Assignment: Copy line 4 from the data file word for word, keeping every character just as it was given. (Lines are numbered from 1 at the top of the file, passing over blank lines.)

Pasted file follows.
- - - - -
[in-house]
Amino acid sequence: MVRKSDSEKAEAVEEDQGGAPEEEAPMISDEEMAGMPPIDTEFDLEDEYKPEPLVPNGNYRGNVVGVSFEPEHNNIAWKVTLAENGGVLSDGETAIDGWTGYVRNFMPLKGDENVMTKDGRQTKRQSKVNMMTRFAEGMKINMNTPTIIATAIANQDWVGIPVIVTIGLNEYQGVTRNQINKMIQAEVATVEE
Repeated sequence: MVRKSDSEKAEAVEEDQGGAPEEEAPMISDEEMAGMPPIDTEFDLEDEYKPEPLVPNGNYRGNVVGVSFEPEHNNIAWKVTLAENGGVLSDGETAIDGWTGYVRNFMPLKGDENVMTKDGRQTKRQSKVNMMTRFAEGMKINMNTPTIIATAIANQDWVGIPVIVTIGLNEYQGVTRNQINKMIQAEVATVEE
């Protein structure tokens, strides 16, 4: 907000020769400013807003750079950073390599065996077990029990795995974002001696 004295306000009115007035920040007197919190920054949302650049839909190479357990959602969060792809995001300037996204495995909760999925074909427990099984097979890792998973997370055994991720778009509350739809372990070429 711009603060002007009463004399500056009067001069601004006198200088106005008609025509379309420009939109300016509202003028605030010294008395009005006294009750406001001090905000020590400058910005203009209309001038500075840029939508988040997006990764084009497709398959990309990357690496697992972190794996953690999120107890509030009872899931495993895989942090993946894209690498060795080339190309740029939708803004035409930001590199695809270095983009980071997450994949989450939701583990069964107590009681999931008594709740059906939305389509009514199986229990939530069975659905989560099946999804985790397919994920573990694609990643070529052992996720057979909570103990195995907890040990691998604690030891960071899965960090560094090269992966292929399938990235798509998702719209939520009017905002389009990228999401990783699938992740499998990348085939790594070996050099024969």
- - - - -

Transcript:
């Protein structure tokens, strides 16, 4: 907000020769400013807003750079950073390599065996077990029990795995974002001696 004295306000009115007035920040007197919190920054949302650049839909190479357990959602969060792809995001300037996204495995909760999925074909427990099984097979890792998973997370055994991720778009509350739809372990070429 711009603060002007009463004399500056009067001069601004006198200088106005008609025509379309420009939109300016509202003028605030010294008395009005006294009750406001001090905000020590400058910005203009209309001038500075840029939508988040997006990764084009497709398959990309990357690496697992972190794996953690999120107890509030009872899931495993895989942090993946894209690498060795080339190309740029939708803004035409930001590199695809270095983009980071997450994949989450939701583990069964107590009681999931008594709740059906939305389509009514199986229990939530069975659905989560099946999804985790397919994920573990694609990643070529052992996720057979909570103990195995907890040990691998604690030891960071899965960090560094090269992966292929399938990235798509998702719209939520009017905002389009990228999401990783699938992740499998990348085939790594070996050099024969």